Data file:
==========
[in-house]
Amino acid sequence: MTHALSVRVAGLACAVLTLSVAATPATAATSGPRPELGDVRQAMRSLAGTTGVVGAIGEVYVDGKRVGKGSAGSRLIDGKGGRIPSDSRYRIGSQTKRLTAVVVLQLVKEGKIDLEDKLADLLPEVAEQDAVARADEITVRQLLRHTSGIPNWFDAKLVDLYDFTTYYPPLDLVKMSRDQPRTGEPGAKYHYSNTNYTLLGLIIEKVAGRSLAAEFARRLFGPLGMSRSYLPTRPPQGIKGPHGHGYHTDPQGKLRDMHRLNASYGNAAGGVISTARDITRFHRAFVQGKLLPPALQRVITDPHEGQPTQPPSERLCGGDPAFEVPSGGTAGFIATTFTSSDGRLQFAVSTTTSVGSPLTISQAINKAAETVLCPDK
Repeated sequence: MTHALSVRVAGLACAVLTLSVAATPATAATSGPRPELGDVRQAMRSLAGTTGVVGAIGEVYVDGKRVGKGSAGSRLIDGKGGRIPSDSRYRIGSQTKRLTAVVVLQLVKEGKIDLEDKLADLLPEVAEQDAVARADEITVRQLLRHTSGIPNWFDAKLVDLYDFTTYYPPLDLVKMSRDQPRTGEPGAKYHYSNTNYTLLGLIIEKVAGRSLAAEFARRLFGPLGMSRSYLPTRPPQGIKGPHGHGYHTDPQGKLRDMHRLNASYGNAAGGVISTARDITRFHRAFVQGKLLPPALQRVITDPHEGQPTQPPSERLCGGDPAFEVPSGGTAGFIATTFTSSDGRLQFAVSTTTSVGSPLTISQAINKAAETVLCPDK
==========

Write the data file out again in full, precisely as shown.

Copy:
[in-house]
Amino acid sequence: MTHALSVRVAGLACAVLTLSVAATPATAATSGPRPELGDVRQAMRSLAGTTGVVGAIGEVYVDGKRVGKGSAGSRLIDGKGGRIPSDSRYRIGSQTKRLTAVVVLQLVKEGKIDLEDKLADLLPEVAEQDAVARADEITVRQLLRHTSGIPNWFDAKLVDLYDFTTYYPPLDLVKMSRDQPRTGEPGAKYHYSNTNYTLLGLIIEKVAGRSLAAEFARRLFGPLGMSRSYLPTRPPQGIKGPHGHGYHTDPQGKLRDMHRLNASYGNAAGGVISTARDITRFHRAFVQGKLLPPALQRVITDPHEGQPTQPPSERLCGGDPAFEVPSGGTAGFIATTFTSSDGRLQFAVSTTTSVGSPLTISQAINKAAETVLCPDK
Repeated sequence: MTHALSVRVAGLACAVLTLSVAATPATAATSGPRPELGDVRQAMRSLAGTTGVVGAIGEVYVDGKRVGKGSAGSRLIDGKGGRIPSDSRYRIGSQTKRLTAVVVLQLVKEGKIDLEDKLADLLPEVAEQDAVARADEITVRQLLRHTSGIPNWFDAKLVDLYDFTTYYPPLDLVKMSRDQPRTGEPGAKYHYSNTNYTLLGLIIEKVAGRSLAAEFARRLFGPLGMSRSYLPTRPPQGIKGPHGHGYHTDPQGKLRDMHRLNASYGNAAGGVISTARDITRFHRAFVQGKLLPPALQRVITDPHEGQPTQPPSERLCGGDPAFEVPSGGTAGFIATTFTSSDGRLQFAVSTTTSVGSPLTISQAINKAAETVLCPDK